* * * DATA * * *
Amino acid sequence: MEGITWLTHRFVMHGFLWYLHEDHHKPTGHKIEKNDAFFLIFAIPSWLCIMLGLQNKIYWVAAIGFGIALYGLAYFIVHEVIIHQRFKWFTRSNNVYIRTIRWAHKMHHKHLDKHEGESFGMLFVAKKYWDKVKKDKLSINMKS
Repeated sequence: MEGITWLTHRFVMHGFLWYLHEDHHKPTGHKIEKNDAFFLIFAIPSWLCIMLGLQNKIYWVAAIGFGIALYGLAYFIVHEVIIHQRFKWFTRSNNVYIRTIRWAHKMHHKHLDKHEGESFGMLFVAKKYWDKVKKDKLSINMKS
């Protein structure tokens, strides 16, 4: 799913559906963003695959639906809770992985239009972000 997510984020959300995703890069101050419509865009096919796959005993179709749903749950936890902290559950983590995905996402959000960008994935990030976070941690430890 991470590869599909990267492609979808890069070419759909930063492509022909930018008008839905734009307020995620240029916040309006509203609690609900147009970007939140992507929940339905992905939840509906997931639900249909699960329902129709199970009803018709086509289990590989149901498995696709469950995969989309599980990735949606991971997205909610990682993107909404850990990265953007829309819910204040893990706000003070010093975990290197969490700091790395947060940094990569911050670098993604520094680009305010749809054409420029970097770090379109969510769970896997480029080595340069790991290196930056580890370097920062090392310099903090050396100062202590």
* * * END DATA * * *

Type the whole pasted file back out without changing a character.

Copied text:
Amino acid sequence: MEGITWLTHRFVMHGFLWYLHEDHHKPTGHKIEKNDAFFLIFAIPSWLCIMLGLQNKIYWVAAIGFGIALYGLAYFIVHEVIIHQRFKWFTRSNNVYIRTIRWAHKMHHKHLDKHEGESFGMLFVAKKYWDKVKKDKLSINMKS
Repeated sequence: MEGITWLTHRFVMHGFLWYLHEDHHKPTGHKIEKNDAFFLIFAIPSWLCIMLGLQNKIYWVAAIGFGIALYGLAYFIVHEVIIHQRFKWFTRSNNVYIRTIRWAHKMHHKHLDKHEGESFGMLFVAKKYWDKVKKDKLSINMKS
């Protein structure tokens, strides 16, 4: 799913559906963003695959639906809770992985239009972000 997510984020959300995703890069101050419509865009096919796959005993179709749903749950936890902290559950983590995905996402959000960008994935990030976070941690430890 991470590869599909990267492609979808890069070419759909930063492509022909930018008008839905734009307020995620240029916040309006509203609690609900147009970007939140992507929940339905992905939840509906997931639900249909699960329902129709199970009803018709086509289990590989149901498995696709469950995969989309599980990735949606991971997205909610990682993107909404850990990265953007829309819910204040893990706000003070010093975990290197969490700091790395947060940094990569911050670098993604520094680009305010749809054409420029970097770090379109969510769970896997480029080595340069790991290196930056580890370097920062090392310099903090050396100062202590």